Saturday, 31 August 2013

On An Erased de Kooning Drawing

I have always loved this piece by Robert Rauschenburg: his (1953) Erased de Kooning Drawing, now owned by the San Francisco MOMA. Yes, he really did erase a drawing by Willem de Kooning, who was at the time at the height of his fame.

Friday, 30 August 2013

On What Dave Cameron Thinks Hope Might Be

"Hope is a fat, obnoxious angel who barges in, sits down, and starts banging for a meal. God only knows where he’s been—his wings are filthy and sour smelling. He insults the cook, scares the children, manipulates conversation. People are tolerant because he’s not always like this, and he tends not to linger. When he returns, days or weeks later, he taps meekly at the back door. It’s open, he’s told. He steps inside and waits, avoiding eye contact. He’s told dinner will be served at six sharp. He knows where the clean towels are if he wants to wash up."

From a nicely-written essay entitled 'Approximate directions to a burial' in the The Walrus, by Dave Cameron

Sunday, 11 August 2013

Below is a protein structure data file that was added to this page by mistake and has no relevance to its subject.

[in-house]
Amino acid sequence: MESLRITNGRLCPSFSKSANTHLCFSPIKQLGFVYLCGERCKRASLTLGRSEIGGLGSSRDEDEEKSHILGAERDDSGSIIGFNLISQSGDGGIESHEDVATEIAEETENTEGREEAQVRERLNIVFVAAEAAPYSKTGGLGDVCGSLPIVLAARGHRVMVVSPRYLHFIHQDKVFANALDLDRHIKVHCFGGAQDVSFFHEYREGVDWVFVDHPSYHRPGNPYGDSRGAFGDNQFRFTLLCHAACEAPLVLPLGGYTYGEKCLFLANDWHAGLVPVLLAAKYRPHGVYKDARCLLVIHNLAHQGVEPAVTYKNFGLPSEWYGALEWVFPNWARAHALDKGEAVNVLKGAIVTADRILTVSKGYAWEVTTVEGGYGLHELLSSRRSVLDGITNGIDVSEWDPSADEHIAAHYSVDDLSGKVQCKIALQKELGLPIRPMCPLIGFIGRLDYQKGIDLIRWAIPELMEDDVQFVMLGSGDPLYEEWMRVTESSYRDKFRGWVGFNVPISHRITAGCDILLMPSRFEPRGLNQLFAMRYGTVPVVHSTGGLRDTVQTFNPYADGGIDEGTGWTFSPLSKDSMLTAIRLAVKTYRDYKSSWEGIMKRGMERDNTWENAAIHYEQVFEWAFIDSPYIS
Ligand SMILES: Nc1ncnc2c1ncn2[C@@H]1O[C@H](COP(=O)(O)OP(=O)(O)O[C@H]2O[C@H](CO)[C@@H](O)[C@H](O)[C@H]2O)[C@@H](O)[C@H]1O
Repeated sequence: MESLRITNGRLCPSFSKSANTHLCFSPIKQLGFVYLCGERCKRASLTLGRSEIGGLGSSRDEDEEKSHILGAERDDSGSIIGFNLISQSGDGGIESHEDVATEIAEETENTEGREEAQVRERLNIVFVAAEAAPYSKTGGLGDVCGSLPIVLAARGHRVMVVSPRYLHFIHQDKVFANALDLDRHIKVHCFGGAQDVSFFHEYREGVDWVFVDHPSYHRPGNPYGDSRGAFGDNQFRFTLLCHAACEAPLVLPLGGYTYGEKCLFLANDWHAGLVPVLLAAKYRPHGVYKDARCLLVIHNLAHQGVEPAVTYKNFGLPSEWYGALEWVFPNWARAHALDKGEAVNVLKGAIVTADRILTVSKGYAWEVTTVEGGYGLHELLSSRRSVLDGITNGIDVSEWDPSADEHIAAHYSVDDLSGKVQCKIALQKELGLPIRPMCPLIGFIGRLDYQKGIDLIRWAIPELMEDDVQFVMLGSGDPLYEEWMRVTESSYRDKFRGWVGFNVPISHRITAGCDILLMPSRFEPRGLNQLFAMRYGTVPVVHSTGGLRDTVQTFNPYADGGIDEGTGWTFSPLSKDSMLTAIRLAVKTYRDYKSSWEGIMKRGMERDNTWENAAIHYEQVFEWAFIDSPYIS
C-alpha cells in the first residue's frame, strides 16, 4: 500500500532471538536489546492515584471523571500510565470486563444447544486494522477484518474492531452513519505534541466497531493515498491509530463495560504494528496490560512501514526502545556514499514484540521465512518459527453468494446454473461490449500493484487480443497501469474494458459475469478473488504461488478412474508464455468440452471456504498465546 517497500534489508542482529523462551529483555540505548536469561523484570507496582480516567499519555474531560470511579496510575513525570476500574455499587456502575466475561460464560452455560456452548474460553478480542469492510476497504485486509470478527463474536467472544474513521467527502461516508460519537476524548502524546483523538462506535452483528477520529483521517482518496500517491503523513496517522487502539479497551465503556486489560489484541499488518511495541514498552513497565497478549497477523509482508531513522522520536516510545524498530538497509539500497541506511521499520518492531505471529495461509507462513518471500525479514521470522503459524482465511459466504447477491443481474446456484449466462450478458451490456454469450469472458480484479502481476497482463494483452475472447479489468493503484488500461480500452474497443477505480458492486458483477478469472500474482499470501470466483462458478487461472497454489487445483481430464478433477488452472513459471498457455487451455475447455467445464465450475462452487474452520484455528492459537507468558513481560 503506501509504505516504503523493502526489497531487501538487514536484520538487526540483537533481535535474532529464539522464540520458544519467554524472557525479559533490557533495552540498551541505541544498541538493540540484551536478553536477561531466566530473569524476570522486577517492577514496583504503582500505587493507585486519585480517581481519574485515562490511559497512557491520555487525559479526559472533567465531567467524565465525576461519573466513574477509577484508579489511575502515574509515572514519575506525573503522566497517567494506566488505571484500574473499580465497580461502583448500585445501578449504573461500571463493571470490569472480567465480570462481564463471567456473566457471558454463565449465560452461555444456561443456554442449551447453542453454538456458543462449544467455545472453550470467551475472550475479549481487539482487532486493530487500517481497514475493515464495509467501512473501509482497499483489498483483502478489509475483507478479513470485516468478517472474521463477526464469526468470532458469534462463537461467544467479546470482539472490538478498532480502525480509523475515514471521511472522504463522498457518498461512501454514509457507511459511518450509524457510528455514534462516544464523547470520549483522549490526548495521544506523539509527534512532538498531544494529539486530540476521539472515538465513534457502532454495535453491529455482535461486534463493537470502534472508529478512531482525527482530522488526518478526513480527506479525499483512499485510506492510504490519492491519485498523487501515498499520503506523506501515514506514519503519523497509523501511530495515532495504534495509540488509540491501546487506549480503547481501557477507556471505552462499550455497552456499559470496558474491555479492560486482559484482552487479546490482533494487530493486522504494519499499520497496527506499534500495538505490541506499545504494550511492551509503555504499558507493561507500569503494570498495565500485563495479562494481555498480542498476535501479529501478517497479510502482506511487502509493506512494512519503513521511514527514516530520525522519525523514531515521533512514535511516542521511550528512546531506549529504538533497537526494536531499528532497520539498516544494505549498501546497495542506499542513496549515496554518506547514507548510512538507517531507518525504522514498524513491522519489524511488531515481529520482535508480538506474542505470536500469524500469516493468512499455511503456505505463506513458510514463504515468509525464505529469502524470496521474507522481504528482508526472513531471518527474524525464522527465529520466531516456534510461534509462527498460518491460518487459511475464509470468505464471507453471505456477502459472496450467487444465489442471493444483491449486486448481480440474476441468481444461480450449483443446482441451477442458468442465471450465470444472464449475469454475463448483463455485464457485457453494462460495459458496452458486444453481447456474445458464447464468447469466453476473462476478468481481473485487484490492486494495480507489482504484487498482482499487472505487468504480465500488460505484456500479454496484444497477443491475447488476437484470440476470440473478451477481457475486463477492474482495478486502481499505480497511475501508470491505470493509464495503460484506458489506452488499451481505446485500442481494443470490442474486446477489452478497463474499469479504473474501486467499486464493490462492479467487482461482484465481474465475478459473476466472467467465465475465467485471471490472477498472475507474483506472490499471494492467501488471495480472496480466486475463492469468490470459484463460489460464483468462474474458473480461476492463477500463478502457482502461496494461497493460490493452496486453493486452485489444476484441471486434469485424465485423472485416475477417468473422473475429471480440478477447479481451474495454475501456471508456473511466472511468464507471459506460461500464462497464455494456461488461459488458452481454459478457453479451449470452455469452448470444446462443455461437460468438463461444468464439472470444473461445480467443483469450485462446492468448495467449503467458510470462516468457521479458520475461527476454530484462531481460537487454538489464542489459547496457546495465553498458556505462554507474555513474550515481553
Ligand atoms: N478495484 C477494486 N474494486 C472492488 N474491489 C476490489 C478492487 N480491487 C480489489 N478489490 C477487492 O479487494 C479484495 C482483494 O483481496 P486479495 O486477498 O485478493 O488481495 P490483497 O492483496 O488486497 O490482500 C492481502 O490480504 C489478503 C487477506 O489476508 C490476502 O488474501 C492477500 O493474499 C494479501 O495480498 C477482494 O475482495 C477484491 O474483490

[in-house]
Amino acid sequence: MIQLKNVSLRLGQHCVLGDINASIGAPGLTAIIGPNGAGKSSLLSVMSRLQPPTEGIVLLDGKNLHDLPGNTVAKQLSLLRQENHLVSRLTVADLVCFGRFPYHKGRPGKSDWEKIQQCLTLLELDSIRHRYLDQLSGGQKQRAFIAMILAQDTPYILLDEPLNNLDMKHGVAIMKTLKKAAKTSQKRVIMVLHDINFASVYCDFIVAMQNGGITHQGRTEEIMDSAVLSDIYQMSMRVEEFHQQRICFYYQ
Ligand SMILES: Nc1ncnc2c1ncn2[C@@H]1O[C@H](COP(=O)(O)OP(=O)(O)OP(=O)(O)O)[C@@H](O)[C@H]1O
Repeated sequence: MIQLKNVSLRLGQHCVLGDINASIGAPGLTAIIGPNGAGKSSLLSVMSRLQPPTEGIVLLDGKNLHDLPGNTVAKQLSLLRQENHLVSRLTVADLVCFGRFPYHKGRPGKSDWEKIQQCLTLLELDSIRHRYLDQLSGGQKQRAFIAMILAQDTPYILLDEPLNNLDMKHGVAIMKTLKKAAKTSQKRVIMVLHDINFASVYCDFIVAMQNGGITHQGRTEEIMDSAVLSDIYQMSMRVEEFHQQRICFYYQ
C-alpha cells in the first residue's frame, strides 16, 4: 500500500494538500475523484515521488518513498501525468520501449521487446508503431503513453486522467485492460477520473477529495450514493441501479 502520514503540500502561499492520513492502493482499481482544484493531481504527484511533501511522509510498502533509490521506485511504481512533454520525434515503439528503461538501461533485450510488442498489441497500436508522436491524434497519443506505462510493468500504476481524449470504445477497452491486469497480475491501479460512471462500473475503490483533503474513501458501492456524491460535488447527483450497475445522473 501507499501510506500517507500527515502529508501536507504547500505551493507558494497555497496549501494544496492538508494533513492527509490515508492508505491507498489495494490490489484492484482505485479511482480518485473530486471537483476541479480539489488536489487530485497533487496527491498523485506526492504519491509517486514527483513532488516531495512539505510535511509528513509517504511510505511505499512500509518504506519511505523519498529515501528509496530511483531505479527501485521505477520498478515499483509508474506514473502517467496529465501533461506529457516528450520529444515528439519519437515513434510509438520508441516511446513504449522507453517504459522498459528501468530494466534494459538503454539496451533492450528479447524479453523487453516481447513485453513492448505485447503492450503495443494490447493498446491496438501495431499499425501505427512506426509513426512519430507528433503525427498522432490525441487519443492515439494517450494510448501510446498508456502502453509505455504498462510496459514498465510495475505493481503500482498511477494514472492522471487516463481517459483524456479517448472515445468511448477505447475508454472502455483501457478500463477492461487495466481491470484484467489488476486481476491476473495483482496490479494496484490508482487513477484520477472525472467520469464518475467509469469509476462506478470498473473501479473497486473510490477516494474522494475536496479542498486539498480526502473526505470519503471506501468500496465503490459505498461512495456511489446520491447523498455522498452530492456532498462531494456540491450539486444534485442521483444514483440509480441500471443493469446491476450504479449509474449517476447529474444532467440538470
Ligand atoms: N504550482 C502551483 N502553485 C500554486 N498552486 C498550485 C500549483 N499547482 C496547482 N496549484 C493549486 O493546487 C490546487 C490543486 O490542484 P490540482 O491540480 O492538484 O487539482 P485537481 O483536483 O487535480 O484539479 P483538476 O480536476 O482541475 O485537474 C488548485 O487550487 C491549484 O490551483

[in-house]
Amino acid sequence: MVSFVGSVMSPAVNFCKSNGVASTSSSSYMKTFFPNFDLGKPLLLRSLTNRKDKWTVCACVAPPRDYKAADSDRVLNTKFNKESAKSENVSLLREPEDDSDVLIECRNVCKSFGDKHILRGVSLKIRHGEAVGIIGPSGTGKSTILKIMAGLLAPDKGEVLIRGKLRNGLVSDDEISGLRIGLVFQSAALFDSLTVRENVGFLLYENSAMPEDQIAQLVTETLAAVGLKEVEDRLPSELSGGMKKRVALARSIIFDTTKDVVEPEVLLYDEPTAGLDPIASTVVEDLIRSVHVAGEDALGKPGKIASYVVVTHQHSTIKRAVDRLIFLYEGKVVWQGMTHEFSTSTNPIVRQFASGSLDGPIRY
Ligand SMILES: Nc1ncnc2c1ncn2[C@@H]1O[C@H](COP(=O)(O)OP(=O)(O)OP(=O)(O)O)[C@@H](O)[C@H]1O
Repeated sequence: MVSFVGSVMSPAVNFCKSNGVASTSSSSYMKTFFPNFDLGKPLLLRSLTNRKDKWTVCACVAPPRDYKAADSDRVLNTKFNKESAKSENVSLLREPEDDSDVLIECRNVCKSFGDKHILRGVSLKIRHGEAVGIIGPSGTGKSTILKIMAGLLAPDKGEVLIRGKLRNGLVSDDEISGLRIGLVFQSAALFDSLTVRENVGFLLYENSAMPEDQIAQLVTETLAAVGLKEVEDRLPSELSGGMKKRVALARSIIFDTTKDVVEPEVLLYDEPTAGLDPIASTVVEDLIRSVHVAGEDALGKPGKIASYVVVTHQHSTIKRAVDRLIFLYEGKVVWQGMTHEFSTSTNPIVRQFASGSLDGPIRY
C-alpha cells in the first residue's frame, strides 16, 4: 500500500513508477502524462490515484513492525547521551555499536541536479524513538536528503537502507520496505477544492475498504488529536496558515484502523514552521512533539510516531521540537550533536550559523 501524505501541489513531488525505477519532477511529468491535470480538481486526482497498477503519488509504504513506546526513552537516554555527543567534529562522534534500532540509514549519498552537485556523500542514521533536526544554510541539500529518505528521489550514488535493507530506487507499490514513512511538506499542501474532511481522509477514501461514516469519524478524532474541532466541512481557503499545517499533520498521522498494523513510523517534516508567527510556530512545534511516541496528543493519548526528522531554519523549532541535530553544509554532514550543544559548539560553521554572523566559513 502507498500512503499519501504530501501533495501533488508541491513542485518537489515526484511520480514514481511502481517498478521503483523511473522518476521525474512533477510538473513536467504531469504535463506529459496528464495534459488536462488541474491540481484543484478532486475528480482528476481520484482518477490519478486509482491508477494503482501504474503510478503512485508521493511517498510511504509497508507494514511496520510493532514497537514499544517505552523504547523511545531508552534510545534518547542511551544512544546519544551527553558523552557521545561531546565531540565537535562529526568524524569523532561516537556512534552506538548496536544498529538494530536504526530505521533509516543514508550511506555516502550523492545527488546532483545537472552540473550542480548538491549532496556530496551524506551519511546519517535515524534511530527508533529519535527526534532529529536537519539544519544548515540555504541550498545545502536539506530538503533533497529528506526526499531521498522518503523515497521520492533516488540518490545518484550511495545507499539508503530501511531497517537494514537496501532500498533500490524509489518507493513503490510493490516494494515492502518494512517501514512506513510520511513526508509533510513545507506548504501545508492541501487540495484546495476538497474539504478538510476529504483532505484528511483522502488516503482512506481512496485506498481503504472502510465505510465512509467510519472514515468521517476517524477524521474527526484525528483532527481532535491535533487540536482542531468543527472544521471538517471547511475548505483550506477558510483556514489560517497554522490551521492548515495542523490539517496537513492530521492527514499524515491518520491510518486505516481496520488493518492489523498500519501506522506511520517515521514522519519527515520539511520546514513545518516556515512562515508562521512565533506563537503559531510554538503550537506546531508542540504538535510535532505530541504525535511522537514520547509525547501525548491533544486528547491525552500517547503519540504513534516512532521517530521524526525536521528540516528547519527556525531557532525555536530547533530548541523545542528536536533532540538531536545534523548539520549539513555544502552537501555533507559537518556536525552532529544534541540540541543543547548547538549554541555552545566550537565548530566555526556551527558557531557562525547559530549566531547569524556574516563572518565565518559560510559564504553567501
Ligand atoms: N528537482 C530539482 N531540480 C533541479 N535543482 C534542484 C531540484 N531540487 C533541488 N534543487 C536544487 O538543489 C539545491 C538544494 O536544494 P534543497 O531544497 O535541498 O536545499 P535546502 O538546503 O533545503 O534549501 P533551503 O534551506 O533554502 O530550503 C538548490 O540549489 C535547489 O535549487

On My Novel 'The Bride Stripped Bare By Her Bachelors, Even'

My first novel, The Bride Stripped Bare By Her Bachelors, Even, will be published by Counterpoint Press in spring, 2014. The novel is named after a strange sculpture called The Bride Stripped Bare By Her Bachelors, Even (La mariée mise à nu par ses célibataires, même, reproduced below), also known as The Large Glass, which is installed at the Philadelphia Museum of Art. This work was declared definitively unfinished in 1923 by the French Dadaesque artist Marcel Duchamp, who is perhaps most famous for kick-starting modern art by submitting an ordinary urinal (a readymade) to the Society of Independent Artists show in Paris in 1917. (The original was lost, but one of Duchamp's official replicas [i.e. another ordinary urinal selected and signed by Duchamp] sold for US$1.7 million in 1999.)

My book is a comic philosophical novel about two germ-phobic obsessive-compulsive scholars of Duchamp, one of whom (the narrator) has inherited a small fortune after his parents have both died. The two men go on a road trip from Boston to Philadelphia in a Winnebago. They are driven by a beautiful multilingual Japanese-Canadian Harvard PhD student in women’s studies in religion, who is writing her thesis on representations of women in Abraham's sacrifices of his children. The two men are on a quest to buy a very expensive replica of an antique chocolate grinder with legs in the style of Louis Quinze that is represented in Duchamp’s sculpture (it’s that set of three drums on a table at the lower right side in the picture below). Along the way the narrator comes to terms with his symptoms, the nature of the feminine, and the inevitability of death– and also figures out how to make a pretty great hot chocolate.